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Alternative Education Programs: Program and Student Characteristics

Alternative Education Programs: Program and Student Characteristics <p> Alternative education programs are often viewed as individualized opportunities designed to meet the educational needs for youth identified as at-risk for school failure. Increasingly, these programs have been identified as programs for disruptive youth who have been referred from traditional schools. The purpose of this study was to examine the characteristics of the administrative structures and physical facilities of alternative education programs and to describe the student population and educational services being offered to youth attending such programs. The findings suggest programs appear to be largely site-based programs, often operating in physical facilities with limited access to academic supports. The student population appears to be mostly high school students with a large portion of students identified as disabled. The general education curriculum is reported as a predominant course of study among alternative schools, supplemented with vocational education. Students appear to be provided with a number of school and community support activities. Implications for research and practice are discussed.</p> http://www.deepdyve.com/assets/images/DeepDyve-Logo-lg.png The High School Journal University of North Carolina Press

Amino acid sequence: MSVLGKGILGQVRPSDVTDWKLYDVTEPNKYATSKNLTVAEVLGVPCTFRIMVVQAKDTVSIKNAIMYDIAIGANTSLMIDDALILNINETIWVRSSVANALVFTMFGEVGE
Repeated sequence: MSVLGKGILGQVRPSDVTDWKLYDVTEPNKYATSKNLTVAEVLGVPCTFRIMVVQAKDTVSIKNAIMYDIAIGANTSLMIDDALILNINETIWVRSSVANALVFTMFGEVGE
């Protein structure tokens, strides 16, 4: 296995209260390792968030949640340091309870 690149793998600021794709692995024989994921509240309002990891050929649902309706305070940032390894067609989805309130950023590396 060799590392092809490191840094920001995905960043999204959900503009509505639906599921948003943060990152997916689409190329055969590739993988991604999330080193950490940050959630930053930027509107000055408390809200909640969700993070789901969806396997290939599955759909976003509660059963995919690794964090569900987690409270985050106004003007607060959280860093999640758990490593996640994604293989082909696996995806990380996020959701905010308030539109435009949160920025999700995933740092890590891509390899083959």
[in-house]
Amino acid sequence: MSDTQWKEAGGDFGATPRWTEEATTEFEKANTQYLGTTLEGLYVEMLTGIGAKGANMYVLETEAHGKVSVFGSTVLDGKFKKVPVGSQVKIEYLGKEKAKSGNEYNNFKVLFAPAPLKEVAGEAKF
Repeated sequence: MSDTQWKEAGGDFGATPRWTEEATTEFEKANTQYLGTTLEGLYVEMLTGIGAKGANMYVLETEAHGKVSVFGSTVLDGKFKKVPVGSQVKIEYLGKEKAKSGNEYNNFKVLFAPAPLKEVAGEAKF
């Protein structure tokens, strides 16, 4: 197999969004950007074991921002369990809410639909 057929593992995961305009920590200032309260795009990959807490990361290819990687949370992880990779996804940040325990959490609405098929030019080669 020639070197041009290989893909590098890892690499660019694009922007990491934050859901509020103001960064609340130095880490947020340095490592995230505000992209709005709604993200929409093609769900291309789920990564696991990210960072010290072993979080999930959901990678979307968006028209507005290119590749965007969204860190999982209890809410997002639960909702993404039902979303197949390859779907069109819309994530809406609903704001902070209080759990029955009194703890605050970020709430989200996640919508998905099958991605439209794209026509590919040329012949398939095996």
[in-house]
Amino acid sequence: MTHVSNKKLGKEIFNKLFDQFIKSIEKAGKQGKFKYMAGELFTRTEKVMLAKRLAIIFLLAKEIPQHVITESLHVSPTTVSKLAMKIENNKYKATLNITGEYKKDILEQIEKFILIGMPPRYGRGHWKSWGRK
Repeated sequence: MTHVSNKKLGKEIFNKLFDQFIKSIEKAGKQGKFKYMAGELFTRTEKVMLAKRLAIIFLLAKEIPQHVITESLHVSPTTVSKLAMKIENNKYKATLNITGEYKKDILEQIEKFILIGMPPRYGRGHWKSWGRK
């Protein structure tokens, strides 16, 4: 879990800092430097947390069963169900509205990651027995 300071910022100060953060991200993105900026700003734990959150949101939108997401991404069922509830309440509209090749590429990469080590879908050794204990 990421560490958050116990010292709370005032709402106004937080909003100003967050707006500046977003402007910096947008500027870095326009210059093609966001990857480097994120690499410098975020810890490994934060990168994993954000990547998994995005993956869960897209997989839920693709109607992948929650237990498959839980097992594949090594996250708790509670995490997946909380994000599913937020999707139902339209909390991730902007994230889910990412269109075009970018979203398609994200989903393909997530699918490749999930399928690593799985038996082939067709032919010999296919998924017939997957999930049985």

Alternative Education Programs: Program and Student Characteristics

The High School Journal , Volume 89 (3) – Feb 21, 2006

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Publisher
University of North Carolina Press
Copyright
Copyright © 2006 The University of North Carolina Press.
ISSN
1534-5157

Abstract

<p> Alternative education programs are often viewed as individualized opportunities designed to meet the educational needs for youth identified as at-risk for school failure. Increasingly, these programs have been identified as programs for disruptive youth who have been referred from traditional schools. The purpose of this study was to examine the characteristics of the administrative structures and physical facilities of alternative education programs and to describe the student population and educational services being offered to youth attending such programs. The findings suggest programs appear to be largely site-based programs, often operating in physical facilities with limited access to academic supports. The student population appears to be mostly high school students with a large portion of students identified as disabled. The general education curriculum is reported as a predominant course of study among alternative schools, supplemented with vocational education. Students appear to be provided with a number of school and community support activities. Implications for research and practice are discussed.</p>

Journal

The High School JournalUniversity of North Carolina Press

Published: Feb 21, 2006

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